VCU commemorates centennial of the Balfour Declaration

The new minor, which is multidisciplinary, will require students to take courses from various departments. CT File Photo
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On the 100th anniversary of the historical document known as the Balfour Declaration, various departments from the VCU College of Humanities and Sciences invited esteemed scholars to discuss the role of the document in modern day context.

The Balfour Declaration was a short letter that announced the British support of creating a seperate state for Jews in the Ottoman Palestine region.

The Center for Judaic Studies teamed up with the Global Education Office, Humanities Research Center and the International Studies Program in the School of World Studies to host the event.

Noura Erakat, a human rights attorney and assistant professor of legal studies and social justice/human rights at George Mason University  presented the effect of the Declaration on Palestinian resistance over the years.

Hillel Gruenberg, director of Israel Engagement at the Hebrew Union College-Jewish Institute of Religion and The Jewish Theological Seminary, gave a historical overview of what the world looked like for Jews before and after the Declaration.

Both speakers tied the significance of the Declaration to the modern day Israeli-Palestinian conflict.

“When I watched the GOP primaries and saw Newt Gingrich claim that Palestine was a created territory, I had to ask myself what country was more created than the United States?” Gruenberg said.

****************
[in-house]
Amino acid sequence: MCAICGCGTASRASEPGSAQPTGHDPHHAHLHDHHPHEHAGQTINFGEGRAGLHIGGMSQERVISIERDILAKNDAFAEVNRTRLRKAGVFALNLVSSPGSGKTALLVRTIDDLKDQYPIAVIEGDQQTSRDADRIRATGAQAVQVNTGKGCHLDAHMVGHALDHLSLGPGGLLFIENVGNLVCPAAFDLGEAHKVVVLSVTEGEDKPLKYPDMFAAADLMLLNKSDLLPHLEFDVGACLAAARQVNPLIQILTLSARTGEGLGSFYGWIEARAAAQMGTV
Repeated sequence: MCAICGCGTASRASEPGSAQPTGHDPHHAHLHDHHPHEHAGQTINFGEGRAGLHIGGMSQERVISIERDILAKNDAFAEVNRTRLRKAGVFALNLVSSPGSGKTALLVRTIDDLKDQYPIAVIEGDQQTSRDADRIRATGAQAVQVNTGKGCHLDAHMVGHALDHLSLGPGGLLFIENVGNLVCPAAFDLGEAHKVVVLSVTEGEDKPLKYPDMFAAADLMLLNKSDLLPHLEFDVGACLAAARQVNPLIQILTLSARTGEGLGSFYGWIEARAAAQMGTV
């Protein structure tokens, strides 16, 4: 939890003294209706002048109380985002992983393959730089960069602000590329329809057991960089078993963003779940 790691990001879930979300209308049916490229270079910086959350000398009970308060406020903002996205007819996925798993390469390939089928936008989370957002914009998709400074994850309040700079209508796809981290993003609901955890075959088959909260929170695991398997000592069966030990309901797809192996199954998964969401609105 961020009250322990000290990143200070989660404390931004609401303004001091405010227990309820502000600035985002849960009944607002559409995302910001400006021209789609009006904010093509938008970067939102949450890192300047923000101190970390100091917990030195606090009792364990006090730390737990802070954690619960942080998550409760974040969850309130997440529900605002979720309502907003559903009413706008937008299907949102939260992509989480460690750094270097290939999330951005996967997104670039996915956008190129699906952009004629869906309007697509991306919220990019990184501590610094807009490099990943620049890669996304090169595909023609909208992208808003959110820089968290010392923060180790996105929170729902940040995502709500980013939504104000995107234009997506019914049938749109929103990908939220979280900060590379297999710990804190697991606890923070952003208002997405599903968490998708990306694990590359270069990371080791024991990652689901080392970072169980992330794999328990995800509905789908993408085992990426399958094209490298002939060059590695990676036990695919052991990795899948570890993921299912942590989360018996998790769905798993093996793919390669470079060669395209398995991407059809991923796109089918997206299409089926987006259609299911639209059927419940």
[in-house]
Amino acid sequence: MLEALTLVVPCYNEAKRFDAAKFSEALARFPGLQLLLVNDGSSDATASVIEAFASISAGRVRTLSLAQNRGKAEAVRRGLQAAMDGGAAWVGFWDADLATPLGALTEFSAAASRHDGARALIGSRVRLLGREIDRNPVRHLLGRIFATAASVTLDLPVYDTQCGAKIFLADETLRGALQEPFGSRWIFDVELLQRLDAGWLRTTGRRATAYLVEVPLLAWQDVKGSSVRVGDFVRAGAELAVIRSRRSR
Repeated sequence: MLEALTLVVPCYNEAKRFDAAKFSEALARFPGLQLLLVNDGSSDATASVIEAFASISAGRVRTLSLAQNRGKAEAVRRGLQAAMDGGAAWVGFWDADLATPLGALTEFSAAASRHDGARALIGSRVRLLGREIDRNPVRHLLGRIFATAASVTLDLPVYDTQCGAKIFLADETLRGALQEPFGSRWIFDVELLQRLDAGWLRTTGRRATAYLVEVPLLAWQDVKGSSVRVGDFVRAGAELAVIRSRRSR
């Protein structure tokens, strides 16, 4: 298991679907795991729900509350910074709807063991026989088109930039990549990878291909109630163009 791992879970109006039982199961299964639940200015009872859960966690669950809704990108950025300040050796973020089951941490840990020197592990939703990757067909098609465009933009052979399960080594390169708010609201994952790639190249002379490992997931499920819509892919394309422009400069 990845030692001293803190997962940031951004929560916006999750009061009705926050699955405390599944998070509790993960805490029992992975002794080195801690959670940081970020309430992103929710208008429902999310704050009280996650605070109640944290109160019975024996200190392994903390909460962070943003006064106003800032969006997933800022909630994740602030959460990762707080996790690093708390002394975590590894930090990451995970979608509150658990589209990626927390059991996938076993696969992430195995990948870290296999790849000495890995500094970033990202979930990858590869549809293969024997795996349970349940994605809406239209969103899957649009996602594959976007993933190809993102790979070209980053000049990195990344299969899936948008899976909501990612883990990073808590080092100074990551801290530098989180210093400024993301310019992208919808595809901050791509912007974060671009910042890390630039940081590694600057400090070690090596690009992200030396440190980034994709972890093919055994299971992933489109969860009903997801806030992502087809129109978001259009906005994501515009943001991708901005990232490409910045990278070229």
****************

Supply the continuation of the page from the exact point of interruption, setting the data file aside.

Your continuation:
Erakat focused her remarks on how the Balfour Declaration informs Palestinian resistance, or sometimes the lack thereof, in modern times.

“There is a belief amongst Palestinians that the U.S. is the only state that can deliver the palestinian state. This leaves Palestinians stuck with them, rather than resisting against them,” Erakat said. “What will it take for Palestinians to recognize that the America’s help is not going to lead to meaningful dignity, liberation and liberty?”

The lecture was followed by a reception in which students and faculty members could meet and talk with the speakers. This lecture comes as an effort of the College of Humanities and Sciences to bring more learning opportunities for students outside the classroom.


Hiba Ahmad
Hiba is a senior studying broadcast journalism and religious studies. She is a previous Voice of America intern where she worked with the immigration and TV news teams. She previously interned with the Muslim Public Affairs Council and VCU’s Richard T. Robertson School of Media and Culture.
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